What Weimar Germany Teaches us about Universal Basic Income
The comments below are an edited and abridged synopsis of an article by Zilvinas Silenas
Massive government debt; sectors of the economy frozen; much of the population unemployed; government handouts; calls for more handouts. This is a pretty accurate description of any western country’s current state.
Giving people money ‘just because’ is essentially Universal Basic Income (UBI). If the one-time payments turned into monthly payments, at some point the discussion is about UBI, and not extraordinary measures.
UBI may stimulate the economy: People receive it, and spend it on hot dogs, the owner of the hot dog stand then has money to visit a barber, the barber will then have money to buy hot dogs.
But that money has to come from somewhere. Giving Americans $2,000 each would inject $8 trillion into the economy, but if you increase taxes to raise that $8 trillion, you withdraw money from the economy. It’s redistribution, not stimulus.
Financing UBI by borrowing is another option, but borrowing is essentially using tomorrow’s resources to finance today’s consumption. Consuming more today at tomorrow’s expense saddles future taxpayers with debt.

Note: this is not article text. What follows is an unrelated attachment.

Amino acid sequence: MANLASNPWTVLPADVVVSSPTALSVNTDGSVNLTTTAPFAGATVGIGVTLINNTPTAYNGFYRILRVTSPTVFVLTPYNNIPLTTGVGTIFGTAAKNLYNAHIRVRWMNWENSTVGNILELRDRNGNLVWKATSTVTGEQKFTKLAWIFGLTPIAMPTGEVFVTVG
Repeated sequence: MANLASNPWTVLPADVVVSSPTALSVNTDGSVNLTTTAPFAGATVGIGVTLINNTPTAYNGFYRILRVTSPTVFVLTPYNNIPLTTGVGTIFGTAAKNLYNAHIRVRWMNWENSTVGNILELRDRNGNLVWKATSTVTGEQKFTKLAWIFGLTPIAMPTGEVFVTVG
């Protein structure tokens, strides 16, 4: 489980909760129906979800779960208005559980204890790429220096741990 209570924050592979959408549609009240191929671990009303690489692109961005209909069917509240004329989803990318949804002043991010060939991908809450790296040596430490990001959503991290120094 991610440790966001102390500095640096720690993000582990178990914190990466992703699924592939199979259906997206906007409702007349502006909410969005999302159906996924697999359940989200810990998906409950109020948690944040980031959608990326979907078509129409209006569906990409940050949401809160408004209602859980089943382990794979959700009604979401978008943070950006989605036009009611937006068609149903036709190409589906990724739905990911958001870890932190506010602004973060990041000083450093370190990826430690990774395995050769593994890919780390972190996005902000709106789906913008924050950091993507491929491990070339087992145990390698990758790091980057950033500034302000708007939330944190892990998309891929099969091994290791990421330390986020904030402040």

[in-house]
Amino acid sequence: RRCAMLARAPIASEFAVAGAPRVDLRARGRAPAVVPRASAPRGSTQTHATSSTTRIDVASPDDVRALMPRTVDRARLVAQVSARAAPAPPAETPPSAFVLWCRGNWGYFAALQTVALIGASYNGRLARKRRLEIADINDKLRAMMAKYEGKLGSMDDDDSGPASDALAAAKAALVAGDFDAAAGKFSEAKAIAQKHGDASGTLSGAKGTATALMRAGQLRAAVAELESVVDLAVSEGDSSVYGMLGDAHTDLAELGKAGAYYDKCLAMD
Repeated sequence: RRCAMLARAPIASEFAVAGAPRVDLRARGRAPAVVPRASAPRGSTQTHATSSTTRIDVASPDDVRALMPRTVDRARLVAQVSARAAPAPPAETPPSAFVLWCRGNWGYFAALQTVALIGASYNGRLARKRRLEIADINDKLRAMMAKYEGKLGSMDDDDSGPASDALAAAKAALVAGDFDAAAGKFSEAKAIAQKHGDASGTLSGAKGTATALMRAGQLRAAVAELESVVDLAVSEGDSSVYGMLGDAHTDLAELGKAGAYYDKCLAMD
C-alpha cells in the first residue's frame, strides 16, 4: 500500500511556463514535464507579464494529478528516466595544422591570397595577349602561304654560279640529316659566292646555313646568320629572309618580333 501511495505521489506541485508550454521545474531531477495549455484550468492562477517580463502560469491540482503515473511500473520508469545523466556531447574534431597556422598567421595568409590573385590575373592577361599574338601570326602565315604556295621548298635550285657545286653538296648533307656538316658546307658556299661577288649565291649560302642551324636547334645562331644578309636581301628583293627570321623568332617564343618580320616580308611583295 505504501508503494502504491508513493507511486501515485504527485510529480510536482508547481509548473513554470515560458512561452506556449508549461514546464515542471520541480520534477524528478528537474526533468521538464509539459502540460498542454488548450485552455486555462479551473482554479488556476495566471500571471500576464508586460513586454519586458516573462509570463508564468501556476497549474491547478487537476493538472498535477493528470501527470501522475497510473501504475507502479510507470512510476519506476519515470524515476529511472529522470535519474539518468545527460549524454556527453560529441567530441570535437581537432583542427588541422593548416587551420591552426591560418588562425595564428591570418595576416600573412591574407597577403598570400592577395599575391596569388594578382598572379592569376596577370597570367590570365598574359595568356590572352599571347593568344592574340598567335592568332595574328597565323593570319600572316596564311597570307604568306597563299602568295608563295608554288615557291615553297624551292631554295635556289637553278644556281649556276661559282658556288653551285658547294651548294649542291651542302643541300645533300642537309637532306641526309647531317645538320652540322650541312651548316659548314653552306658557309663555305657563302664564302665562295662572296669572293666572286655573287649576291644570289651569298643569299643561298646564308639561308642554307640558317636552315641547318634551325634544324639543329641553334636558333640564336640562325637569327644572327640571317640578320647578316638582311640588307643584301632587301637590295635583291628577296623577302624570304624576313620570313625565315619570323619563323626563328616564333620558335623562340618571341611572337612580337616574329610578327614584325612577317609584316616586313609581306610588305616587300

You can print money and hand it out. But some countries have tried that: Zimbabwe, Venezuela, Germany. Economic welfare is not how much money you have, but what you can buy with it. If you continue printing money, sooner or later it will lose value.
Some say that inflation is worth it to have everyone employed. But wouldn’t people receive UBI regardless of their employment? Unless there’s a logical explanation backed up with empirics on how giving everyone money—whether you work or not—encourages you to work, it is merely wishful thinking.
UBI is not a miracle. It can sever the link between effort and reward. If you worry about people asking to be fired because living on temporary benefits is better than working, what will happen when we start handing out money to everyone forever?